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Consider the Riemann $\zeta$ function. We know that $\zeta(2n)$ is a rational multiple of $\pi^{2n}$ (in particular is transcendental). We also know that $\zeta(3)$ is irrational, and we expect $\zeta(n)$ to be irrational (if not even transcendental) for every $n\in\mathbb{N}$, or at least I would be amazed if - say - $\zeta(5)$ turned out to be rational.

Are there known instances of rational numbers appearing where we would not have expected them?

Of course the notion of "expectation" here is very subjective, so this is a soft question just out of curiosity, since I have the feeling that usually (in my limited experience always) complicated expressions yield irrational ($\mathbb{C}-\mathbb{Q}$) numbers.

As a non-example, we have the series $\sum_{n=1}^\infty 2^{-n}=1$. A series is complicated enough (compared to say a finite arithmetic expression), but of course here we have the explicit formula for geometric series so the resulting $1$ is not really a big surprise.

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    $\begingroup$ Related: mathoverflow.net/questions/32967/… $\endgroup$ – user3002473 Apr 12 '17 at 4:00
  • $\begingroup$ I don't know if that's really that much of a non example, it was pretty unexpected at the time to essentially say an unending sum of numbers produces a finite answer when series like the harmonic series diverge despite however one might have wanted it to converge $\endgroup$ – Triatticus Apr 12 '17 at 7:31
  • $\begingroup$ @user3002473. I like the "Legendre constant" example in your link, and the comment to it that having the constant $1$ named after you is extremely cool. $\endgroup$ – DanielWainfleet Apr 12 '17 at 19:46
  • $\begingroup$ @Triatticus Mh, I only partially agree. The first time I encountered series I was surprised how an infinite sum could converge to a finite quantity; now, assuming said series converges, I am actually still amazed that even if all the summands are rational, the series yields am irrational number (consider for instance $e=\sum 1/n!$). In a sense, I am never too surprised to see rational numbers coming out of such series - even though heuristically it might not be reasonable - I just find it counter-intuitive :) $\endgroup$ – Angelo Rendina Apr 13 '17 at 23:04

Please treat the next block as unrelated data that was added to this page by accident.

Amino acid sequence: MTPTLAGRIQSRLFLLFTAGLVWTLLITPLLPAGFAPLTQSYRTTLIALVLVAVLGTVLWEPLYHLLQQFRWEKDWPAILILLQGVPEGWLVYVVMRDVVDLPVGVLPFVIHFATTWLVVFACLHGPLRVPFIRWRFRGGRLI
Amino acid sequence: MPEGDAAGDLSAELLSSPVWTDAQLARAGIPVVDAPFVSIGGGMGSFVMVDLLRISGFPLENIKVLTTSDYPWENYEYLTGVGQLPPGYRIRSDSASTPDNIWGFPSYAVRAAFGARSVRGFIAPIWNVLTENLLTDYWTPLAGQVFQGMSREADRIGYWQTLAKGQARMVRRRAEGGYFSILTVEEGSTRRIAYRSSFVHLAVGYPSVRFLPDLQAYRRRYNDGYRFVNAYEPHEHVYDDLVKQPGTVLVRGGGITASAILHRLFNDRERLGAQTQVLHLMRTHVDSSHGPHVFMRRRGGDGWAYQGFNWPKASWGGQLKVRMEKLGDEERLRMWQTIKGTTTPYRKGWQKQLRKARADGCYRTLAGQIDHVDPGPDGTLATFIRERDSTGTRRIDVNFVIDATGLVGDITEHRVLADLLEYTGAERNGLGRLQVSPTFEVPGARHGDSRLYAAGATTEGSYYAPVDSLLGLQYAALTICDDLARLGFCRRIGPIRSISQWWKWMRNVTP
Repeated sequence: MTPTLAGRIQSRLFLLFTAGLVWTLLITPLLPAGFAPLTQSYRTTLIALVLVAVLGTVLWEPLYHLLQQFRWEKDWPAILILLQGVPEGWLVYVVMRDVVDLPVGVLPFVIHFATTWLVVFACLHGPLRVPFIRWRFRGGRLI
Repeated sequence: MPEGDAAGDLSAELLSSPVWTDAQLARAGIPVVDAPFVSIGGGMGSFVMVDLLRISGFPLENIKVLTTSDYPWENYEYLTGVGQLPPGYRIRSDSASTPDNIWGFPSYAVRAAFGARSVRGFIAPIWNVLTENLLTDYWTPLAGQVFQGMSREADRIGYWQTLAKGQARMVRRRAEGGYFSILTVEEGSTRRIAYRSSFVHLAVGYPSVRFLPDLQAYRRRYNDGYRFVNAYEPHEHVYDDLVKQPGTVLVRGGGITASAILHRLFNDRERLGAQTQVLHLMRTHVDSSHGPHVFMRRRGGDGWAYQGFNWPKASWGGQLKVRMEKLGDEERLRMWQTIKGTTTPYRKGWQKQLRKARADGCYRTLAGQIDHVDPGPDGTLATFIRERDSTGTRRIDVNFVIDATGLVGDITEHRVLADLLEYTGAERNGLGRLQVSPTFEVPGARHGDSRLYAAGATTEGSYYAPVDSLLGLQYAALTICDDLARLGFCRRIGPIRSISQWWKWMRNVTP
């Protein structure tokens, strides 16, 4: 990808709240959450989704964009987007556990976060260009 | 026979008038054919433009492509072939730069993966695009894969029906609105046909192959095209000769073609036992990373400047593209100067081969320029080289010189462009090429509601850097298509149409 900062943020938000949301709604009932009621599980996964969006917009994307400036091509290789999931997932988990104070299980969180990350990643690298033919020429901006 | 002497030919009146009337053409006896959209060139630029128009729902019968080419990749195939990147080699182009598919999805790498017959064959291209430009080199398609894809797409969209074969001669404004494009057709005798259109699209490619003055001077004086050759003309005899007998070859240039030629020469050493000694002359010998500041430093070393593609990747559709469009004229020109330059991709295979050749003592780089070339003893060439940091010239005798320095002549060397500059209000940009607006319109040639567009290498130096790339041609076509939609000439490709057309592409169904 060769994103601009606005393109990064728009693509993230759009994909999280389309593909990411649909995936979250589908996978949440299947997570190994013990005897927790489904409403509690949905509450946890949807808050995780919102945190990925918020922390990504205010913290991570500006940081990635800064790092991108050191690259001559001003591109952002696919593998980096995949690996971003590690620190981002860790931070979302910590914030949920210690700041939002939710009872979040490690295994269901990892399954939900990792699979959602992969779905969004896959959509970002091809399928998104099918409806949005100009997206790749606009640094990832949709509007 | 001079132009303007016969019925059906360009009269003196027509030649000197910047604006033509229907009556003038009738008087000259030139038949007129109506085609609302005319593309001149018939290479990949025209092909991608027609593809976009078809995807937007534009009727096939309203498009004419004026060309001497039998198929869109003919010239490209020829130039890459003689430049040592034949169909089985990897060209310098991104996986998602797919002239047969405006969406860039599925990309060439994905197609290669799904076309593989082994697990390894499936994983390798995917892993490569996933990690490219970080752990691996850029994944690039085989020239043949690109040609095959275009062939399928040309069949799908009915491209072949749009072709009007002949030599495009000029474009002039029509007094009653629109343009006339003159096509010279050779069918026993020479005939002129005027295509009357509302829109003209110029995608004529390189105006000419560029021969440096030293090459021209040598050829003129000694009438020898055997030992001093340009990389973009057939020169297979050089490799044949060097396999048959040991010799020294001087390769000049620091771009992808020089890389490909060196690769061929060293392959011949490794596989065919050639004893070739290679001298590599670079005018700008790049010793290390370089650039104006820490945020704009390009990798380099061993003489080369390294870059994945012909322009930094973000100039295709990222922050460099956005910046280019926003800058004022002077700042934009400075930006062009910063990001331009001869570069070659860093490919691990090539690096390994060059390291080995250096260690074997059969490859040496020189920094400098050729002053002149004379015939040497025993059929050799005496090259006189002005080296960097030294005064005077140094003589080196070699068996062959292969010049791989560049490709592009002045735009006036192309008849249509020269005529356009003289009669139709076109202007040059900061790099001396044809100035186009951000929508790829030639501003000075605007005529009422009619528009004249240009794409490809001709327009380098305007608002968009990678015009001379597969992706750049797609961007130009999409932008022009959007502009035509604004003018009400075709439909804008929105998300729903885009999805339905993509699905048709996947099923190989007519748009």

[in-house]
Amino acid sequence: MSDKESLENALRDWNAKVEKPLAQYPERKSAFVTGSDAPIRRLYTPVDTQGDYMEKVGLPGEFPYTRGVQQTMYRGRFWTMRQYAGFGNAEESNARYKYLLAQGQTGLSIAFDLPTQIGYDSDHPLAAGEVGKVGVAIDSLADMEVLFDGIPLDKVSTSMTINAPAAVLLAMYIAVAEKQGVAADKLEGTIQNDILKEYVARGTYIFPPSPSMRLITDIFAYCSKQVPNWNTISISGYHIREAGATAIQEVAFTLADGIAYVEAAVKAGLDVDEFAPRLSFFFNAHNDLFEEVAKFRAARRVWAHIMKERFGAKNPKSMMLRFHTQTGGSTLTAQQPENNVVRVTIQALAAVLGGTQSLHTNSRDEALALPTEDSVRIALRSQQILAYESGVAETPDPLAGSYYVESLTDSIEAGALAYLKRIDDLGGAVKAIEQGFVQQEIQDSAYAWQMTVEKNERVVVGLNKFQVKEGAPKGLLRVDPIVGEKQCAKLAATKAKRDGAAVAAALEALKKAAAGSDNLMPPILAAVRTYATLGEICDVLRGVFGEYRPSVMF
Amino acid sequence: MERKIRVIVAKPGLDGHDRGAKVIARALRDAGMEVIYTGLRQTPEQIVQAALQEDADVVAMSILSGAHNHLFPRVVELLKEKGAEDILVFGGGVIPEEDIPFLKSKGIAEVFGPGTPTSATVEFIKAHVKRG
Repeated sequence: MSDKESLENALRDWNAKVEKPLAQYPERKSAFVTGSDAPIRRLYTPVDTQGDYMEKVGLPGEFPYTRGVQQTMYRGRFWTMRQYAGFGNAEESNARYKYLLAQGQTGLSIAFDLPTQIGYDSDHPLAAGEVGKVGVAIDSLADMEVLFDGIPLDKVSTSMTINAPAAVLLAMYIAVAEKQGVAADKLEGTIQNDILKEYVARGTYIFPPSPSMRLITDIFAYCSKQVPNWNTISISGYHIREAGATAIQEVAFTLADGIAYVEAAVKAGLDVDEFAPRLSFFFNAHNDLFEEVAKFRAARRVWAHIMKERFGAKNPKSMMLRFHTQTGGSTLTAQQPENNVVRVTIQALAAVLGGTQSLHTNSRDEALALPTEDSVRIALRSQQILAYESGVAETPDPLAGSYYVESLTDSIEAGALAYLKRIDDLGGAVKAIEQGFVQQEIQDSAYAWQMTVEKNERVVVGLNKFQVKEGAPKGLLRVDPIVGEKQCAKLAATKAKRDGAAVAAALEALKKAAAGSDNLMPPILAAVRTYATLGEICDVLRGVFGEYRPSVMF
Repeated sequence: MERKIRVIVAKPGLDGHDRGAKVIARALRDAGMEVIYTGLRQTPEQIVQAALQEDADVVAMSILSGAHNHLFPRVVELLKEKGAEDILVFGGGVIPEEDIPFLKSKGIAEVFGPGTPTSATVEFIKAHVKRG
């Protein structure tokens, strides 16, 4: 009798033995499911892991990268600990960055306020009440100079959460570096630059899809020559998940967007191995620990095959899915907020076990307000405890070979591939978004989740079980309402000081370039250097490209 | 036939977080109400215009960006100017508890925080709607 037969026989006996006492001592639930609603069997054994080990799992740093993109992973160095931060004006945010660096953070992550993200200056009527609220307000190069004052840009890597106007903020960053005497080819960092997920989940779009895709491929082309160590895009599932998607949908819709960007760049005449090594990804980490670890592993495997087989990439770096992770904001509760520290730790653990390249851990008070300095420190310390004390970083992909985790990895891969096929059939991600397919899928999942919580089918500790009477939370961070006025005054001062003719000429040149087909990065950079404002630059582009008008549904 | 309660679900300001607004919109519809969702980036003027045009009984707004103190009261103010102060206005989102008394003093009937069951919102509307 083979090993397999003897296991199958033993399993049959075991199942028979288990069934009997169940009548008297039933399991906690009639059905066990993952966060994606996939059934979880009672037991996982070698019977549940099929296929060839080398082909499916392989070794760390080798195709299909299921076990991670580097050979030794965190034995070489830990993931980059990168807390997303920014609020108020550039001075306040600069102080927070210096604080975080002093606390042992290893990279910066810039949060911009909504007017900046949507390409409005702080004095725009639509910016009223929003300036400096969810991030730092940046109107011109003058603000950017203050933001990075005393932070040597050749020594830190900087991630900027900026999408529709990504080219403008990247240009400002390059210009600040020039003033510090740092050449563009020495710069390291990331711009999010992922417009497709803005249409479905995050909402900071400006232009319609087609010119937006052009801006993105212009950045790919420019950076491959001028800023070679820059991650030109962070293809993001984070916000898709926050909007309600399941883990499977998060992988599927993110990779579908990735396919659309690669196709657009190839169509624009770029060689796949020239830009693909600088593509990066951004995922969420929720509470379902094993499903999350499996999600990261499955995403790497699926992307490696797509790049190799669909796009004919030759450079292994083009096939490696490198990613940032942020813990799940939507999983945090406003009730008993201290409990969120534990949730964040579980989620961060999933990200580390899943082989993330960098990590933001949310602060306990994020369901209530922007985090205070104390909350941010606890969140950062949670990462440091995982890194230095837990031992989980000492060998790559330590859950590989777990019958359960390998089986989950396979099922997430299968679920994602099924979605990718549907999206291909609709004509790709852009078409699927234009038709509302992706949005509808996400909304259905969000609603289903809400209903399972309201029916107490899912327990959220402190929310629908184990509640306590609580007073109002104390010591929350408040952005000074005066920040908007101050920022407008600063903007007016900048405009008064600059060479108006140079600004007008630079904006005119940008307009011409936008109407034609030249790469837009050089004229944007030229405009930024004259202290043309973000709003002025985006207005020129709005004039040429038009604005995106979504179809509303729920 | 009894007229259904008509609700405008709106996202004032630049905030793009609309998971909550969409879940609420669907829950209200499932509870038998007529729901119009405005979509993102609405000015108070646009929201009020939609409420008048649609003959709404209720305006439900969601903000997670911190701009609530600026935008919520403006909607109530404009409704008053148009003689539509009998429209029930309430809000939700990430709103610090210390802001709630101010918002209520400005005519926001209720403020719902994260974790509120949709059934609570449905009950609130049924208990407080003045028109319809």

• $\begingroup$ Lots of irrational numbers come out of series though, it's not all that surprising, for instance the sum of terms $1/n^2$ yields an irrational number, specifically $\pi^2/6$ $\endgroup$ – Triatticus Apr 14 '17 at 0:37
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Legrendre's Constant is the best example of this that I know. Legendre was interested in the expression

$$\lim_{n\to\infty}\left(\ln(x)-\frac{n}{\pi(n)}\right)$$ due to its relation to the (then unproven) Prime Number Theorem. In particular, if the limit exists then the prime number theorem is true. Legrendre estimated the value to be $\sim 1.08$ but the exact value turned out to be $1$! Although I don't know of any specific conjectures that it is irrational, the fact that it turns out to be exactly $1$ was highly surprising to me and I see no reason to expect it to be rational.

I would imagine that there are many examples of this in probability theory from before the Komogorov Zero-One Law was established.